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Present status and actual results

Future of heavy ion radiotherapy
Aiming for more advanced therapy

Gunma University's heavy ion radiotherapy system for worldwide use, aiming to become a model for regional cancer therapy

Cancer therapy system at the National Institute of Radiological Sciences

Japan's newest heavy ion radiotherapy system, equipped with a compact medical accelerator for worldwide use, has been installed at Gunma University, where implementation of the therapy has been ongoing since 2010. This is Japan's third heavy ion radiotherapy system, following the National Institute of Radiological Sciences and the Hyogo Ion Beam Medical Center.

Moreover, this is the first heavy ion radiotherapy system to demonstrate the technology of a compact heavy ion beam irradiation system for worldwide use, for which the R&D was advanced mainly by the National Institute of Radiological Sciences. The building has two aboveground stories and one underground story, and the installation area is approximately 2,960 square meters (approximately 50 meters by 60 meters). This is a compact facility, and its size is less than half that of the cancer therapy system at the National Institute of Radiological Sciences (HIMAC).
This facility, which was constructed as a type for worldwide use, is expected to serve as a model when heavy ion beam irradiation facilities are installed in Japan's various regions in the future. Gunma University aims to construct a sophisticated general cancer therapy system for Gunma's medical care zones, effectively using this facility in cooperation with prefectural medical institutions.

Installation area of domestic heavy ion beam irradiation facilities in Japan
Facility Size Proportion (%)
National Institute of Radiological Sciences (HIMAC) 120 m × 65 m 100
Hyogo Ion Beam Medical Center 95 m × 80 m 96
Gunma University Heavy Ion Medical Center 60 m × 50 m 38

Clinical research with a view to increasing indications of heavy ion radiotherapy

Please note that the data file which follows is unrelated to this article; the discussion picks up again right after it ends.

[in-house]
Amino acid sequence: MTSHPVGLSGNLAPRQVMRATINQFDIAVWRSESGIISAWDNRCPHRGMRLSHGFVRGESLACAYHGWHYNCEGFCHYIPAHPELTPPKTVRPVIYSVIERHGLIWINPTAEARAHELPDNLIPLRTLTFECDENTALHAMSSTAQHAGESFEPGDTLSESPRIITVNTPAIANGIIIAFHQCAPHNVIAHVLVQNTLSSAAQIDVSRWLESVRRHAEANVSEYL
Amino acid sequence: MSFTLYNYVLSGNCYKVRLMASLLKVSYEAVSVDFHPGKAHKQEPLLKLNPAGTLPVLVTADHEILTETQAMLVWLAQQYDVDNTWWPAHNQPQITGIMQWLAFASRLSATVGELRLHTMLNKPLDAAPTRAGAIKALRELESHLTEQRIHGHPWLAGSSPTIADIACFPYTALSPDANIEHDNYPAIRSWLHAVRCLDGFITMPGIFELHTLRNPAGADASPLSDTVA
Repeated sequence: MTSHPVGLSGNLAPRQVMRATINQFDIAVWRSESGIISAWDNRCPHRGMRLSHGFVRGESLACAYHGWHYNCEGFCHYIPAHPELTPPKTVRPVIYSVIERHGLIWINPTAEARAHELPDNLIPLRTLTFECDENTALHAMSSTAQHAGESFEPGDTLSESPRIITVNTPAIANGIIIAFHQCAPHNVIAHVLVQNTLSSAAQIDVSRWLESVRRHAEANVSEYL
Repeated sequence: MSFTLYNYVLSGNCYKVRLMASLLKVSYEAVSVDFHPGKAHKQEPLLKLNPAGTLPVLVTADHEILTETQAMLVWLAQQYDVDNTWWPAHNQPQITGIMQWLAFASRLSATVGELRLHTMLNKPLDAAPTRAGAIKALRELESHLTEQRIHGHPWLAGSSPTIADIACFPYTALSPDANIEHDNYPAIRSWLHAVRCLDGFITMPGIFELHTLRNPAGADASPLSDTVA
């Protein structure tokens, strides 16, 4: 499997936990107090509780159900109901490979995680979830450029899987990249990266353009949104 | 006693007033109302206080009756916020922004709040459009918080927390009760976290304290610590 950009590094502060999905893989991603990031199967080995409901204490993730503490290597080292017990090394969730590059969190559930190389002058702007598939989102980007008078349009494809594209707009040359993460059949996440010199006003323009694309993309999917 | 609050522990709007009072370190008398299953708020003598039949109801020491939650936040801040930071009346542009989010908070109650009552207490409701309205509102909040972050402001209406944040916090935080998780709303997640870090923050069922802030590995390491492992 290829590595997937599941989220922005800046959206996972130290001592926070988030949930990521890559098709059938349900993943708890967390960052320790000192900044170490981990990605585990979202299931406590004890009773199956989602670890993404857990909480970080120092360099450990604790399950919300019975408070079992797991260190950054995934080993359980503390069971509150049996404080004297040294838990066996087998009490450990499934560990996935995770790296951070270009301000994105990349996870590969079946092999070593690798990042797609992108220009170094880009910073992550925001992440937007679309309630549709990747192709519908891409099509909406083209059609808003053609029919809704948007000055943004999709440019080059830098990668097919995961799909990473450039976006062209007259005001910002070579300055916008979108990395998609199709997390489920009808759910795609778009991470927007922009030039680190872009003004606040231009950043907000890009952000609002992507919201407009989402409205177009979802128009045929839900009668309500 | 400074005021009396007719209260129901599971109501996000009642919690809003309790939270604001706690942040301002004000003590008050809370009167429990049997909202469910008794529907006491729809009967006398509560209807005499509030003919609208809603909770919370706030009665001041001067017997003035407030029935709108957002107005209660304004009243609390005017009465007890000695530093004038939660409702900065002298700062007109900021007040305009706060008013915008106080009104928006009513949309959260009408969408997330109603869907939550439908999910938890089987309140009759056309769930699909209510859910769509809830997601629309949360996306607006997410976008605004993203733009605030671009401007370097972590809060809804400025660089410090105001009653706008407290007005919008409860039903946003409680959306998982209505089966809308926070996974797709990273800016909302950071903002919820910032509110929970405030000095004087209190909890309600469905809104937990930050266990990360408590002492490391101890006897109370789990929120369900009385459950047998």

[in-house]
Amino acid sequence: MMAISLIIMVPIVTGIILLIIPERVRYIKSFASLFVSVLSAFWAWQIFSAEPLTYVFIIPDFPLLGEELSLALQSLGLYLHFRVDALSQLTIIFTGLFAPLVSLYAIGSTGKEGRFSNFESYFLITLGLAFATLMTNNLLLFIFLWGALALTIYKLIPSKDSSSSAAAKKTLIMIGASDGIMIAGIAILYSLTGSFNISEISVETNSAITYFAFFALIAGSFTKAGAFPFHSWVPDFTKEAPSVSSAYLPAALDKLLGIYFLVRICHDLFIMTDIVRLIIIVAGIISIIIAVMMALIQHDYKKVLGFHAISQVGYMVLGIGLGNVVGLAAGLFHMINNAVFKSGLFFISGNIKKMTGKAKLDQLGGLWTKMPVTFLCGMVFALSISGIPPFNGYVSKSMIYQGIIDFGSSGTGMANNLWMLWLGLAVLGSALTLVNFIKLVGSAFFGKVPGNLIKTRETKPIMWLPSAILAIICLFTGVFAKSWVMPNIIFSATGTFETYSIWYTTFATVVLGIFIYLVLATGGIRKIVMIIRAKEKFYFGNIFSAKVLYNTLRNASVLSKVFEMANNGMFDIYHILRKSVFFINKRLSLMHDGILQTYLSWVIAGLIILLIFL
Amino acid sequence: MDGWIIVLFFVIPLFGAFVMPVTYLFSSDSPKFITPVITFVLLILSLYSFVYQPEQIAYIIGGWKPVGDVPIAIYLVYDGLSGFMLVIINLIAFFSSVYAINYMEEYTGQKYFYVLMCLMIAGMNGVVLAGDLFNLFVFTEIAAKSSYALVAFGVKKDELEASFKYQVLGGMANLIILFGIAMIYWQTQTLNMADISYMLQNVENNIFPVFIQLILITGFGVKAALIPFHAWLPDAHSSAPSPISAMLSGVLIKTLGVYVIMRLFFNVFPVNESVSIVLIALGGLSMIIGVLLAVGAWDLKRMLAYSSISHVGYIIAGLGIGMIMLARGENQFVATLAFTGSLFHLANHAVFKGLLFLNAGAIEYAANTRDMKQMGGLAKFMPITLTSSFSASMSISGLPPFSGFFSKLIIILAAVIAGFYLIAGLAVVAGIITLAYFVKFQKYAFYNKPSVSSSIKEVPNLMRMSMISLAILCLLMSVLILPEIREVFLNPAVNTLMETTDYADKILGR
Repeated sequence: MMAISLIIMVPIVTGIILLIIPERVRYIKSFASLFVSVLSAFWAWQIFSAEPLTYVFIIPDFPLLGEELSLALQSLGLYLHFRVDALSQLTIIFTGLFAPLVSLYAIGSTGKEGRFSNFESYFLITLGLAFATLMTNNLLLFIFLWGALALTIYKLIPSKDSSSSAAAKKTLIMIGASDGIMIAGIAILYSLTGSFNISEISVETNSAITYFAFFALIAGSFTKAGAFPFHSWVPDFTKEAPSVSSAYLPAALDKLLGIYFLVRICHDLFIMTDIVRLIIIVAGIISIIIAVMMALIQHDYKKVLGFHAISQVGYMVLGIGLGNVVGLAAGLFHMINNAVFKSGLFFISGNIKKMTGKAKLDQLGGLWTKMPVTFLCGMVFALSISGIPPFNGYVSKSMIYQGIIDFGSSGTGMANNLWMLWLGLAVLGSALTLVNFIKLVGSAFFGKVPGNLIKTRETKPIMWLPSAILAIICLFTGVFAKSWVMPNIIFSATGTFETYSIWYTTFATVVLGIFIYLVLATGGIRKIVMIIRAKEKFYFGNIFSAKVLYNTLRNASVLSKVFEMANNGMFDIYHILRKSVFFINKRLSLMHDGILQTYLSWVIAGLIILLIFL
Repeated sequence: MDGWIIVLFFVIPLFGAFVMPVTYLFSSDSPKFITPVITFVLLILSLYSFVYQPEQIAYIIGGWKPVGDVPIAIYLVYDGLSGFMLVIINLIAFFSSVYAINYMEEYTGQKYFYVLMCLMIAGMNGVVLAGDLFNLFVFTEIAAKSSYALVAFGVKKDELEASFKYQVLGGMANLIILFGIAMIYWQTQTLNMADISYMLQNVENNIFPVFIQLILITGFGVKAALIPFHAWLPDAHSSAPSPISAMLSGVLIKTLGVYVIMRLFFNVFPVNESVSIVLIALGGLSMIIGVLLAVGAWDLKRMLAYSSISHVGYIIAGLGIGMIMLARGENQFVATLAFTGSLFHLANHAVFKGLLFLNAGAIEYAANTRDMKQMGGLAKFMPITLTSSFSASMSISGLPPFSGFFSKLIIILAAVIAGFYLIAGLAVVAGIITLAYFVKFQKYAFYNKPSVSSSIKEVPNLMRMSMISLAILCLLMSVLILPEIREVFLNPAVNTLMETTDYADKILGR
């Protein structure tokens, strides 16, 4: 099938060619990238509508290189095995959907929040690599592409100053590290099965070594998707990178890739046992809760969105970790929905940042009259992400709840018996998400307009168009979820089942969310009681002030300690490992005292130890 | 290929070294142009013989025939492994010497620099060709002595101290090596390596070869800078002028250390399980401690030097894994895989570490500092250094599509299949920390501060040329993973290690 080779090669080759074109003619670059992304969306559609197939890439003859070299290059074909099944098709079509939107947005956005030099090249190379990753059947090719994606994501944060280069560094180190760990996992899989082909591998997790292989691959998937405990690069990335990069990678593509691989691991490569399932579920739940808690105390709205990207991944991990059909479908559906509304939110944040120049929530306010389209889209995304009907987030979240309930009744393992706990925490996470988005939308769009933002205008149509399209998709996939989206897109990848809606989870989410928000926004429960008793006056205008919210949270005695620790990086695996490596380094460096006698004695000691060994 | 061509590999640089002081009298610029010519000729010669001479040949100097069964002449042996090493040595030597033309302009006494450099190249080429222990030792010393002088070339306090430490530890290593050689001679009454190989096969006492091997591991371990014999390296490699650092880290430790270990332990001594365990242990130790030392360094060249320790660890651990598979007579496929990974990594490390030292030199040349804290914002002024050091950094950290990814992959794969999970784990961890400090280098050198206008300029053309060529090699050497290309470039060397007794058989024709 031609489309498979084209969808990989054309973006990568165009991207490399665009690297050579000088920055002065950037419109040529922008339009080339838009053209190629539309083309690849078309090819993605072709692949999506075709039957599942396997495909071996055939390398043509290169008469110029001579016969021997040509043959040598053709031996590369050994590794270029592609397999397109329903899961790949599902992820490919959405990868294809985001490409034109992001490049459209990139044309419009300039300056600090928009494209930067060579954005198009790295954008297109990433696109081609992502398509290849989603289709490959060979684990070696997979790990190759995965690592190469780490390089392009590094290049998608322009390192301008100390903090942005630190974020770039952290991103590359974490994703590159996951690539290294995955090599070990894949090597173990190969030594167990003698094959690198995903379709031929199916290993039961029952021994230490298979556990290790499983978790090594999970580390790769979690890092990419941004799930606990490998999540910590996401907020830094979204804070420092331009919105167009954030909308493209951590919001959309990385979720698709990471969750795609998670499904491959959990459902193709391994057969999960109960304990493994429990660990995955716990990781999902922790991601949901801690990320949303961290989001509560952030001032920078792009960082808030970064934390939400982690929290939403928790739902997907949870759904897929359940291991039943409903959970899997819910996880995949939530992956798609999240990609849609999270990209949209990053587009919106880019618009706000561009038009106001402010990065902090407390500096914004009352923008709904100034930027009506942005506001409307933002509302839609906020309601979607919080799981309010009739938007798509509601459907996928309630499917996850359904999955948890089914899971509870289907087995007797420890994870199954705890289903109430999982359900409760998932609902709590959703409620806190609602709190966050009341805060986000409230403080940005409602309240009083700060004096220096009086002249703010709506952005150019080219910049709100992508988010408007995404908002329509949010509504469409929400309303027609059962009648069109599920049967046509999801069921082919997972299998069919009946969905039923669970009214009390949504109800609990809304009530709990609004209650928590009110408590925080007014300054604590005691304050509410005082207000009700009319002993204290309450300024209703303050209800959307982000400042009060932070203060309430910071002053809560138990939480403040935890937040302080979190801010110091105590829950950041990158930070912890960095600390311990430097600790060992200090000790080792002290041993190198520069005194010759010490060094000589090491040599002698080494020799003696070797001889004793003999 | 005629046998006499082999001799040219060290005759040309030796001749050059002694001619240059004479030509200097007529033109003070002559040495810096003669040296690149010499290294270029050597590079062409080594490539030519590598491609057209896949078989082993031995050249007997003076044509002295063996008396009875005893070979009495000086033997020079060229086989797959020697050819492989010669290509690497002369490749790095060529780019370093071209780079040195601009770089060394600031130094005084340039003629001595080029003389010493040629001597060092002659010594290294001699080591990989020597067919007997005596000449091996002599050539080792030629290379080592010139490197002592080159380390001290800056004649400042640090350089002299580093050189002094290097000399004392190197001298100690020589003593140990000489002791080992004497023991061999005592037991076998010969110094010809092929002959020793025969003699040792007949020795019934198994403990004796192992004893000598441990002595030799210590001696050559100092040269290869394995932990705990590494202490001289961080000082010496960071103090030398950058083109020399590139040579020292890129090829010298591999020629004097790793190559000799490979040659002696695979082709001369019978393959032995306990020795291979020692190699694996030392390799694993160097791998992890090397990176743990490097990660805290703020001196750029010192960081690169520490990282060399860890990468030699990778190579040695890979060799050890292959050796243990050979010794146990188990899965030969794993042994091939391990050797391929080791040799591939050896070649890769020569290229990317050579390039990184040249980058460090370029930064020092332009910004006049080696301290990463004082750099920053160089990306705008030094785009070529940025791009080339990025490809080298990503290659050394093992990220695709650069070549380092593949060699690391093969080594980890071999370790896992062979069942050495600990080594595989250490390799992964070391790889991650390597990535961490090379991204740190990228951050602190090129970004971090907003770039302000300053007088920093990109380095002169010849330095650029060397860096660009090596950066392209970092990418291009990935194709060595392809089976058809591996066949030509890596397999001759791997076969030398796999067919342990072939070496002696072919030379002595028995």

In addition, Gunma University is the first university in Japan to introduce a heavy ion radiotherapy system. Based on the ultramodern Gunma University Hospital, Gunma University aims to construct a complete general cancer therapy system with the provision of heavy ion radiotherapy.
Moreover, with the original advantages of being a university hospital, Gunma University can conduct clinical studies in which heavy ion radiotherapy is compared with other therapies, and applied research on concomitant therapies and so on. It is anticipated that Gunma University will advance clinical research, improving the results of cancer therapy by developing countermeasures for postoperative distant metastasis and by further elevating survival rates.

With the practical use of the heavy ion radiotherapy system for worldwide use, Gunma University is advancing original research to add minute cancers, pituitary tumors and other benign tumors, and cerebral vascular disease as indications of heavy ion radiotherapy, by developing high-accuracy carbon ion microsurgery techniques.

Scanning irradiation method

3D scanning irradiation

In May 2011, the NIRS started clinical testing on heavy ion radiotherapy using the 3D scanning irradiation method. In February 2016, Kanagawa Cancer Center (i-ROCK) started treating patients using this radiotherapy. This irradiation method involves applying a fine carbon beam to a cancer lesion that moves as the patient breathes, just like blotting out the area with a single stroke. The beam can be irradiated even to a lesion with a complicated shape, so the dosage to the lesion can be concentrated and side effects can be reduced. These advantages are expected to improve treatment results and quality of life.

Heavy ion rotating gantry

A rotating gantry is a system in which the irradiation device automatically moves and irradiates an appropriate beam to a patient lying on a treatment table. This is standard equipment at proton facilities. However, electromagnets with very large deflection are necessary for heavy ions because of their great mass. The Hospital of the National Institute of Radiological Sciences succeeded in reducing the equipment size by adopting superconducting magnets and started using it for treatment in 2016.

[Reference data] National Institutes for Quantum and Radiological Science and Technology, National Institute of Radiological Sciences, and Gunma University